Vitrification is a promising cryopreservation technique for complex specimens such as tissues and organs. However, it is challenging to identify mixtures of cryoprotectants (CPAs) that prevent ice formation without exerting excessive toxicity. In this work, we developed a multi-CPA toxicity model that predicts the toxicity kinetics of mixtures containing five of the most common CPAs used in the field (glycerol, dimethyl sulfoxide (DMSO), propylene glycol, ethylene glycol, and formamide). The model accounts for specific toxicity, non-specific toxicity, and interactions between CPAs. The proposed model shows reasonable agreement with training data for single and binary CPA solutions, as well as ternary CPA solution validation data. Sloppy model analysis was used to examine the model parameters that were most important for predictions, providing clues about mechanisms of toxicity. This analysis revealed that the model terms for non-specific toxicity were particularly important, especially the non-specific toxicity of propylene glycol, as well as model terms for specific toxicity of formamide and interactions between formamide and glycerol. To demonstrate the potential for model-based design of vitrification methods, we paired the multi-CPA toxicity model with a published vitrification/devitrification model to identify vitrifiable CPA mixtures that are predicted to have minimal toxicity. The resulting optimized vitrification solution composition was a mixture of 7.4 molal glycerol, 1.4 molal DMSO, and 2.4 molal formamide. This demonstrates the potential for mathematical optimization of vitrification solution composition and sets the stage for future studies to optimize the complete vitrification process, including CPA mixture composition and CPA addition and removal methods.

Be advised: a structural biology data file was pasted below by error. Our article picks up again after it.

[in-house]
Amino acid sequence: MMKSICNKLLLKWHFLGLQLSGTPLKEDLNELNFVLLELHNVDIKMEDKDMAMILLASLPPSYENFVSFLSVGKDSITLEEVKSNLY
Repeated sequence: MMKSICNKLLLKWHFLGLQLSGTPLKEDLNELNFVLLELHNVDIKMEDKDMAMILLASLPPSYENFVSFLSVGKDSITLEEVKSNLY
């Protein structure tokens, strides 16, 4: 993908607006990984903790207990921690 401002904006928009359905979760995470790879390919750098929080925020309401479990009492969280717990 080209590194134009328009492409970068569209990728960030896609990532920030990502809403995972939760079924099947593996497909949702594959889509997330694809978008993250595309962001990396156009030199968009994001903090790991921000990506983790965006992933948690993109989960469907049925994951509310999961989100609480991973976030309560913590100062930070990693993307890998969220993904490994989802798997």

|Original language||English (US)|
|Number of pages||9|
|State||Published - Oct 2022|
- Sloppy models
ASJC Scopus subject areas
- Biochemistry, Genetics and Molecular Biology(all)
- Agricultural and Biological Sciences(all)